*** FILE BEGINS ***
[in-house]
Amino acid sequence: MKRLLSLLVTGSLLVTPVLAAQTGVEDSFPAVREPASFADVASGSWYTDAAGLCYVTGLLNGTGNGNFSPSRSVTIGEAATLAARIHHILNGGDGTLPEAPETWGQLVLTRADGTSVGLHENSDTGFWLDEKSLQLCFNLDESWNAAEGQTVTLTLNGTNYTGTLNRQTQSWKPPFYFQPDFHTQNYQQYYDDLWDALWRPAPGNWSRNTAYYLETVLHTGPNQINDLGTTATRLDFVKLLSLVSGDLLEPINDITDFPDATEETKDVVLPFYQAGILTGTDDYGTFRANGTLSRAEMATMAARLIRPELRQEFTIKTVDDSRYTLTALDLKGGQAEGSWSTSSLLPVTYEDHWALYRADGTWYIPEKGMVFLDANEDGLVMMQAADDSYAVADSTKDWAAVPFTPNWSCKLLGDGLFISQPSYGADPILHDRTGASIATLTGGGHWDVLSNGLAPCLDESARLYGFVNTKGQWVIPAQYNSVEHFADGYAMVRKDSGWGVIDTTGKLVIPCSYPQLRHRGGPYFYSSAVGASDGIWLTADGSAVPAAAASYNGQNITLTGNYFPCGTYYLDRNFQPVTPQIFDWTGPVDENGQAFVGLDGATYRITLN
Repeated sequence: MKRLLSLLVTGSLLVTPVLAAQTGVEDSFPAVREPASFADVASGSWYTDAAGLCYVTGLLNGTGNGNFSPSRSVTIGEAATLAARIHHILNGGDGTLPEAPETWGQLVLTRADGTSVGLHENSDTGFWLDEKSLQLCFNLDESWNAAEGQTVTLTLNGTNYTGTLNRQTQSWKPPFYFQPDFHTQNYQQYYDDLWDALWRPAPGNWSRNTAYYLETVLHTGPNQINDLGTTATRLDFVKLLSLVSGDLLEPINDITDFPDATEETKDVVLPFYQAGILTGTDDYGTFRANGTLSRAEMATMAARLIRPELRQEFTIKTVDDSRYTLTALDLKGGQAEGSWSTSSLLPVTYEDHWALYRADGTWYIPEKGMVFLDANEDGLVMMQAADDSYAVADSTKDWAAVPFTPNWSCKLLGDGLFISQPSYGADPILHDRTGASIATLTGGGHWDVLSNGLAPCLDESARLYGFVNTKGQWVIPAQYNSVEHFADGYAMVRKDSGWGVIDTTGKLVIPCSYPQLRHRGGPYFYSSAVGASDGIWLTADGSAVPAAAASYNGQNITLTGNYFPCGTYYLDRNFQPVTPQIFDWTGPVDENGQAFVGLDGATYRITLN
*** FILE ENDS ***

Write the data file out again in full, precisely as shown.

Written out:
[in-house]
Amino acid sequence: MKRLLSLLVTGSLLVTPVLAAQTGVEDSFPAVREPASFADVASGSWYTDAAGLCYVTGLLNGTGNGNFSPSRSVTIGEAATLAARIHHILNGGDGTLPEAPETWGQLVLTRADGTSVGLHENSDTGFWLDEKSLQLCFNLDESWNAAEGQTVTLTLNGTNYTGTLNRQTQSWKPPFYFQPDFHTQNYQQYYDDLWDALWRPAPGNWSRNTAYYLETVLHTGPNQINDLGTTATRLDFVKLLSLVSGDLLEPINDITDFPDATEETKDVVLPFYQAGILTGTDDYGTFRANGTLSRAEMATMAARLIRPELRQEFTIKTVDDSRYTLTALDLKGGQAEGSWSTSSLLPVTYEDHWALYRADGTWYIPEKGMVFLDANEDGLVMMQAADDSYAVADSTKDWAAVPFTPNWSCKLLGDGLFISQPSYGADPILHDRTGASIATLTGGGHWDVLSNGLAPCLDESARLYGFVNTKGQWVIPAQYNSVEHFADGYAMVRKDSGWGVIDTTGKLVIPCSYPQLRHRGGPYFYSSAVGASDGIWLTADGSAVPAAAASYNGQNITLTGNYFPCGTYYLDRNFQPVTPQIFDWTGPVDENGQAFVGLDGATYRITLN
Repeated sequence: MKRLLSLLVTGSLLVTPVLAAQTGVEDSFPAVREPASFADVASGSWYTDAAGLCYVTGLLNGTGNGNFSPSRSVTIGEAATLAARIHHILNGGDGTLPEAPETWGQLVLTRADGTSVGLHENSDTGFWLDEKSLQLCFNLDESWNAAEGQTVTLTLNGTNYTGTLNRQTQSWKPPFYFQPDFHTQNYQQYYDDLWDALWRPAPGNWSRNTAYYLETVLHTGPNQINDLGTTATRLDFVKLLSLVSGDLLEPINDITDFPDATEETKDVVLPFYQAGILTGTDDYGTFRANGTLSRAEMATMAARLIRPELRQEFTIKTVDDSRYTLTALDLKGGQAEGSWSTSSLLPVTYEDHWALYRADGTWYIPEKGMVFLDANEDGLVMMQAADDSYAVADSTKDWAAVPFTPNWSCKLLGDGLFISQPSYGADPILHDRTGASIATLTGGGHWDVLSNGLAPCLDESARLYGFVNTKGQWVIPAQYNSVEHFADGYAMVRKDSGWGVIDTTGKLVIPCSYPQLRHRGGPYFYSSAVGASDGIWLTADGSAVPAAAASYNGQNITLTGNYFPCGTYYLDRNFQPVTPQIFDWTGPVDENGQAFVGLDGATYRITLN